Panther has endured a limited number of car rides to the vet. She dislikes the process, once having urinated all through her carrier and another time scratching my hand. I worry about the long car ride nearly as much as her adjustment to a new apartment.
Should I take Panther with me, or leave her with my parents? If I do take her, what can I do to help her endure the car trip and adjust to the new home? Thank you so much for any advice! Stephanie P
Dear Stephanie P,
While Panther appears to be doing well at your parent's home,
I cannot help but wonder how well she will adapt to a new environment, whether it is indoors or outdoors.
The fact that Panther is an indoor/outdoor kitty worries me. Having been an outdoor kitty for 10 years, Panther has developed a sense of confidence outdoors. This is probably ok now, but it may prove dangerous to her in an environment with which she is not familiar. Even if kitty stays indoors, I cannot help but wonder if your kitty will experience some difficulty adjusting to smaller quarters, especially so after having been more or less free for the past 10 years.
This is probably a difficult time for you and your parents, and it may not be such a bad idea to make the empty nest a bit less empty for your parents by leaving Panther at home.
However, should you decide to take her with you, the following may help you out:
Planning Car Travel with Cats
- Place the carrier in one of Kitty's favorite sleeping spots.
- Take a few short trips with Panther in the car and keep her safely in her carrier. This will get her used to car rides.
During the Car Trip
- Travel during the day. As you know kitties tend to be more active at night, so a day trip will naturally reduce her tendency to move about or cry.
- Keep her in a Carrier. and do not let her roam around the car as she could be thrown against the inside of the car during a quick stop, or even worse she could distract you and cause a serious traffic accident.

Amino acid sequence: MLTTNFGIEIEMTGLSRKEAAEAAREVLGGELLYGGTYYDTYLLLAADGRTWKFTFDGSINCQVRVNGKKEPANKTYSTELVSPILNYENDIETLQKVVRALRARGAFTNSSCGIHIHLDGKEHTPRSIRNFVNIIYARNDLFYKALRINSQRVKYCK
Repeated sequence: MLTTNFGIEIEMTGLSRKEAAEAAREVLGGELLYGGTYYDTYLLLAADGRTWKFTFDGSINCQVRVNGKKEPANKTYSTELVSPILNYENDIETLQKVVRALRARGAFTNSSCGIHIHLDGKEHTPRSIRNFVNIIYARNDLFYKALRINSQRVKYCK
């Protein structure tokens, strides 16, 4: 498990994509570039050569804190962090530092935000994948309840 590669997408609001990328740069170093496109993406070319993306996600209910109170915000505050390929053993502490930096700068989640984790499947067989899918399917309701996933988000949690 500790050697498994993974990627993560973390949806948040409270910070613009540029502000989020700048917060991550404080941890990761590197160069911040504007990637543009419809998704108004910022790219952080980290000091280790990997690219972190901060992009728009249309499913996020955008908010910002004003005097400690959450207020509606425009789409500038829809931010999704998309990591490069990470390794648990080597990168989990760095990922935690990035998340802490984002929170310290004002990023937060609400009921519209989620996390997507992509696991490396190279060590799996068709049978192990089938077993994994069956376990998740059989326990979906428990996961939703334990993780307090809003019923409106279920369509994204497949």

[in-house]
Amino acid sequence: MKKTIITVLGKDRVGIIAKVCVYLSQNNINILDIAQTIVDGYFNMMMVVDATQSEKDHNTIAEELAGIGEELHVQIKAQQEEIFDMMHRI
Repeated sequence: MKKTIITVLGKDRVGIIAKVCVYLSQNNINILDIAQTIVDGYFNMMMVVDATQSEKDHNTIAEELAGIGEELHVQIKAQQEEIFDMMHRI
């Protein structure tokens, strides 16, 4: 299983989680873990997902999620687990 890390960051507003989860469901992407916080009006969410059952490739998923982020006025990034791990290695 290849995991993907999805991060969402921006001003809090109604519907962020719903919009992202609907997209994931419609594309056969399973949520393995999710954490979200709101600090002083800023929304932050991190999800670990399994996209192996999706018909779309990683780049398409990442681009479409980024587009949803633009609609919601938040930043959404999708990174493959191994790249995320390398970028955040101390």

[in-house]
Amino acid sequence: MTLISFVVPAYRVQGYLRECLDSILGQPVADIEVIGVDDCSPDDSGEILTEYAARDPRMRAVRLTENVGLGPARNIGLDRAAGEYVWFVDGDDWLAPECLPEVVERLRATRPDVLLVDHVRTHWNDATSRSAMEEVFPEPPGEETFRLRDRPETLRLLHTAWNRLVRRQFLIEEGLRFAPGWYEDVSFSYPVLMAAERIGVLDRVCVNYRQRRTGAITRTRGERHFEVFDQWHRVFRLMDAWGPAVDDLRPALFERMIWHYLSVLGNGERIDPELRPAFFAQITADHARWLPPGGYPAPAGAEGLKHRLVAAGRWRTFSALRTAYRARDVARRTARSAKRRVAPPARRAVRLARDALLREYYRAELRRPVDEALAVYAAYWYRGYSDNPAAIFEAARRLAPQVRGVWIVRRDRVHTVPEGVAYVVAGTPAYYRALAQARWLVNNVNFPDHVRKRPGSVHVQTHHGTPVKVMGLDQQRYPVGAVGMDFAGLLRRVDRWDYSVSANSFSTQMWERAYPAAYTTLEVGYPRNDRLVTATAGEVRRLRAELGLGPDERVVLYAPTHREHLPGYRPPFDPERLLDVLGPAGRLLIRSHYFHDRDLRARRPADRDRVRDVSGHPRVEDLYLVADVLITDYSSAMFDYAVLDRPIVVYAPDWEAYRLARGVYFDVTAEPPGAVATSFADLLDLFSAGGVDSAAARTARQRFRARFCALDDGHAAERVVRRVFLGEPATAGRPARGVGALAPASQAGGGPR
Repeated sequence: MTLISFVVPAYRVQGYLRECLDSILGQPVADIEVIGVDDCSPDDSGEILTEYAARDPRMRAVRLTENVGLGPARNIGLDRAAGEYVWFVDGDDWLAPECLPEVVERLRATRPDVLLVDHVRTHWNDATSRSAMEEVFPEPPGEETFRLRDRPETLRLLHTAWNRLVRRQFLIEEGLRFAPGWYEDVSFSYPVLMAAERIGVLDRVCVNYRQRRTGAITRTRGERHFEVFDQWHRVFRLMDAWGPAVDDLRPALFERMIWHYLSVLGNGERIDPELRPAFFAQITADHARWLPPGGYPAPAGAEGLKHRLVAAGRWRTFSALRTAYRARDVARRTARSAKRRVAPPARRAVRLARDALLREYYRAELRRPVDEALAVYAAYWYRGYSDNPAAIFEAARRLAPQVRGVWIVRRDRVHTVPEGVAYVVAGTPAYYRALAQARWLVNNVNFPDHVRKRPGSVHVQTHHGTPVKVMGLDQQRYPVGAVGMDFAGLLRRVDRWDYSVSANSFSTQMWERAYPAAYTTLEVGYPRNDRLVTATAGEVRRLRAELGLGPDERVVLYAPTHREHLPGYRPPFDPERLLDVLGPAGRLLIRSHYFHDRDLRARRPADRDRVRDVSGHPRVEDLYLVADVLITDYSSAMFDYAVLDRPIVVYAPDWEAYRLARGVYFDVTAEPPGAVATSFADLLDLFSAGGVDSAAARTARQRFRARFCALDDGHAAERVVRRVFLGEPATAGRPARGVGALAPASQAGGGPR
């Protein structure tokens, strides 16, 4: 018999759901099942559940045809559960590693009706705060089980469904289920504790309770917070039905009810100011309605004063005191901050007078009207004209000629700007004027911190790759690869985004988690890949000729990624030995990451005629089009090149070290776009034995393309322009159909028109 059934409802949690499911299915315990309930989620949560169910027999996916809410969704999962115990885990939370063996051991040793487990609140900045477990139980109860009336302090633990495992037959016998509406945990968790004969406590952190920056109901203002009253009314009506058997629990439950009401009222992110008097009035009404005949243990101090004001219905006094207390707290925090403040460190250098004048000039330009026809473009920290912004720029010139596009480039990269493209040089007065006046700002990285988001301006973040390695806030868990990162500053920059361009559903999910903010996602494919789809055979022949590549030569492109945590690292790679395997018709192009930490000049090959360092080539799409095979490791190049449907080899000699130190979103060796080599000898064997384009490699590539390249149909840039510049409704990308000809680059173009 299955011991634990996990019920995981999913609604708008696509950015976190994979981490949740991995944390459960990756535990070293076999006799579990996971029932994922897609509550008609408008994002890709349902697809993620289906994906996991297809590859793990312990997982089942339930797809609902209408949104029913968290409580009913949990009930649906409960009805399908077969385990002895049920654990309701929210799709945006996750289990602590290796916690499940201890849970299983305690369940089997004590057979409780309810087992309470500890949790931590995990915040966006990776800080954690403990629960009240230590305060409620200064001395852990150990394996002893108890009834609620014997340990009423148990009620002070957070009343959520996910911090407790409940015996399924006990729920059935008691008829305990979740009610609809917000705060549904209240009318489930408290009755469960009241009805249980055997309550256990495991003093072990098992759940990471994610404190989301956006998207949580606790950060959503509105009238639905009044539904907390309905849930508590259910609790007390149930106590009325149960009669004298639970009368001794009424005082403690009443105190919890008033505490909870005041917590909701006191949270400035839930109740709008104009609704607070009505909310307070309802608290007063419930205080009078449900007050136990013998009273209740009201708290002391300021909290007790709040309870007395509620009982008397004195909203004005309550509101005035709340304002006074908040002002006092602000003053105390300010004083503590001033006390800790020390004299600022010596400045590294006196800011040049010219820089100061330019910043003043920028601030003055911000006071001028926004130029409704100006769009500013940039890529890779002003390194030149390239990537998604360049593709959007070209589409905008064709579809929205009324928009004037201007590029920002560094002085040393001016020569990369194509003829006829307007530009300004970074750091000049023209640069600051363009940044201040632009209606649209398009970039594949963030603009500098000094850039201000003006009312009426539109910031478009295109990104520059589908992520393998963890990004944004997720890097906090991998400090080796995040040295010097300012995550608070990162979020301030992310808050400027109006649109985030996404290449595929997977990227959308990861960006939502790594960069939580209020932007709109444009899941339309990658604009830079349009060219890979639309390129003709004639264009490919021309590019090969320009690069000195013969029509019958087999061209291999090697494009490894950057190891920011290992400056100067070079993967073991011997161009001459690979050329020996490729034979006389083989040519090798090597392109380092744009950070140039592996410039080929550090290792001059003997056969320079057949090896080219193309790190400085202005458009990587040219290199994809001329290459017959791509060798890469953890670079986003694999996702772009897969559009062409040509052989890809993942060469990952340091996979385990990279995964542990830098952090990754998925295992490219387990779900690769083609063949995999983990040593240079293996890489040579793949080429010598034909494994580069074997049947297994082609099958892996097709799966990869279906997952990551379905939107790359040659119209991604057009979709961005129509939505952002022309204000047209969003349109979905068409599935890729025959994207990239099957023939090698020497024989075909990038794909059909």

- Place comfy blankets in the carrier and give her access to food and water. Cover the carrier with another blanket, as this will calm her and give her a sense of safety. Make sure the carrier is sturdy & roomy enough to allow Panther to stand up and turn around.
- Stop 2-3 hours into the trip and give Panther a chance to stretch out using a Cat Harness or other restraining device. Be sure to Panther has a name collar equipped with an identification tag containing your name, telephone number and other information that can help save Panther
- As for her going to the bathroom, this will be dependent on her state of relaxation and digestive schedule. Encourage Panther to use her litter box by pouring fresh litter into the box. It might not be a bad idea to feed Panther some dry baked chicken in the hours prior to your departure (dry baked chicken is known to stop diarrhea in pets).
- Be sure you allow her a bathroom break when you arrive by packing some litter in a small disposable container and spreading it on newspaper
- Never leave Panther in a locked car with the windows up, as she can suffocate quickly. If you do leave her in the car park in the shade, roll down the windows and take no more than five minutes.
- Do not be shy about taking panther with you to the bathroom inside her carrying case.
I hope this all helps. Keep me posted. Simba
Traveling on an Airplane with Cats
In a few months I will be returning to the US from my temporary home in Europe and my cat will be flying with me. I was wondering what you thought about tranquilizing him and carrying him on the plane with me. It will be ~15 hours worth of travel and, while we've done it before without drugs, I had my husband to help out and he was just three months, too young for drugs. I talked with my vet here and she said the trauma of drugging him and taking him on board with me is less than putting him in hold underneath. What do you think? Also, if I do tranquilize, what should I expect from my cat on the trip? Will he sleep the entire way or will he want to be fed and need to use the bathroom? Amy